• How an architect is reimagining the food system

    March 8, 2015

    Image: Community Food Lab/screen capture Food and farming isn't necessarily the first thing that comes to mind when you think about architecture, yet design plays a crucial role in influencing our food choices as a society. That's why Erin White (NC State master’s in architecture) has applied his design skills to improving the Triangle’s food system. White is the founder of Community Food lab, a design and consulting firm focused on local food systems.  The News and Observer recently profiled White's important, and perhaps counterintuitive, work: “He is a founding member of the Capital Area Food Network, which seeks to… Read More

  • Solarize races to enroll Triad residents

    February 8, 2015

    Photo credit: Creative Commons We've reported  previously on “Solarize,” a DOE-funded initiative with grassroots momentum to ramp up residential solar. NC WARN, one of many organizations running Solarize campaigns across the state, launched its first project in Durham a year ago in January. Now it is focusing efforts on the Triad region. The Solarize model aims to make home rooftop solar installation affordable through a tiered pricing scheme that drops as registration increases. Through April 17, Triad residents may enroll in Solarize Triad, which offers not only free solar assessments but also free energy efficiency audits, thanks to a project… Read More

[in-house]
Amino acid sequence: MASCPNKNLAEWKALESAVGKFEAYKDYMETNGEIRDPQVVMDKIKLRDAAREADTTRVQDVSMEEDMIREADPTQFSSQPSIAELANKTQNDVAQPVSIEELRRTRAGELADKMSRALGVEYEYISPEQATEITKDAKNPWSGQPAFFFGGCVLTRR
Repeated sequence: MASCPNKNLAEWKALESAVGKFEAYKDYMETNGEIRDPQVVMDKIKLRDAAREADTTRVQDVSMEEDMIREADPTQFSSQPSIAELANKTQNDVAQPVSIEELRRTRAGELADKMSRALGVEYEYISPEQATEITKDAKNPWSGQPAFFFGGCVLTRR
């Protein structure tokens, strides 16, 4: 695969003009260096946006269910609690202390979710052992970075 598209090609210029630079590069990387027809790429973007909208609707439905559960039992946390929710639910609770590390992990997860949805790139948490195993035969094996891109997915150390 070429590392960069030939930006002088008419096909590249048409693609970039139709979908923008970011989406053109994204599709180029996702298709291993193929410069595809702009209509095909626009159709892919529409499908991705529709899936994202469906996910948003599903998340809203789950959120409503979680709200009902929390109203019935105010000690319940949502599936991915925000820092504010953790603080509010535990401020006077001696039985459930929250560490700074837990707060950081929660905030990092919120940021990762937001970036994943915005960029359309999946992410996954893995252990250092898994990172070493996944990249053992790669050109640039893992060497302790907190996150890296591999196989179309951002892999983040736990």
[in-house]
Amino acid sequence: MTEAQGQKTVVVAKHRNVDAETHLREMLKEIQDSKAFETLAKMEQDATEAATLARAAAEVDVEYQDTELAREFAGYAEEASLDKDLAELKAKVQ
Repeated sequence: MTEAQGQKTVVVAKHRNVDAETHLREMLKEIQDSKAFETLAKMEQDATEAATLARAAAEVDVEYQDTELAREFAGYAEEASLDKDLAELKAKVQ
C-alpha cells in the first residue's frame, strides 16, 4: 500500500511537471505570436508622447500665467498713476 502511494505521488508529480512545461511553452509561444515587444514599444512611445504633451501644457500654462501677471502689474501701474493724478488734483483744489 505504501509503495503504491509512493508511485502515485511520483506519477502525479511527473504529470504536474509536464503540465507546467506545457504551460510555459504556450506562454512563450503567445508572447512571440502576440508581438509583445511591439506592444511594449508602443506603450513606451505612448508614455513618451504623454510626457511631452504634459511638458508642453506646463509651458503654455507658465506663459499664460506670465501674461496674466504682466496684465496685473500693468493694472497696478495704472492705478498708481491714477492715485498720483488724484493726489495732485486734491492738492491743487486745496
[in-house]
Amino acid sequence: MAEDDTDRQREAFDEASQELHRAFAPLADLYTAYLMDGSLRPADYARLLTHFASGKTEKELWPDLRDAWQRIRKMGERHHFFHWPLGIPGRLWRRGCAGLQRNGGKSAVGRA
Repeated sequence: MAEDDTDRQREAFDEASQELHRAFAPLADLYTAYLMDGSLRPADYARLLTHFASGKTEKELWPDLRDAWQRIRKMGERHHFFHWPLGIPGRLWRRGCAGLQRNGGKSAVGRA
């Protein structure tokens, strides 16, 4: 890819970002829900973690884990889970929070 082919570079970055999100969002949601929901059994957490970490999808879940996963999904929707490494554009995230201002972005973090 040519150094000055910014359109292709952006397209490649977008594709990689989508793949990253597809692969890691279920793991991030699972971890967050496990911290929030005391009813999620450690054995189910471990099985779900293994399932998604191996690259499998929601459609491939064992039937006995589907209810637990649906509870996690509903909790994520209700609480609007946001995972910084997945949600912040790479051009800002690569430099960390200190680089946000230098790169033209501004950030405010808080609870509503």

• ELECTRIC COOPERATIVE KEEPS AFRICAN AMERICAN LAND IN THE FAMILY

    February 1, 2015

    Though Roanoke Electric Cooperative’s (REC) primary mission is to provide members with safe, reliable and affordable electricity, it also aims to enhance the quality of life in the communities it serves. As we outlined in a previous article, the REC has a number of initiatives to empower members to invest in sustainability, and to help drive economic development in the seven counties where it operates. Since 2013, the cooperative has also taken an active role in helping prevent African American land loss through a sustainable forestry initiative. The initiative is a joint venture of the US Endowment for Forestry and… Read More

  • BOGOTA LEADER TO SPEAK AT DUKE ON URBAN TRANSFORMATION

    January 21, 2015

    Image credit: screen grab / TED Colombian politician Enrique Peñalosa Londoño will give a public lecture on "Cities, Equity, and Quality of Life," at Duke's Field Auditorium on January 22 at 6 pm. Peñalosa has advocated for urban transformation as a matter of equity and democracy. In Bogotá, where he served as mayor from 1998 to 2001, more than 350 kilometers of protected bikeways have been created. From a 2013 Guardian news article: "Peñalosa's first and most defining act as mayor was to declare war: not on crime or drugs or poverty, but on cars. He threw out the ambitious… Read More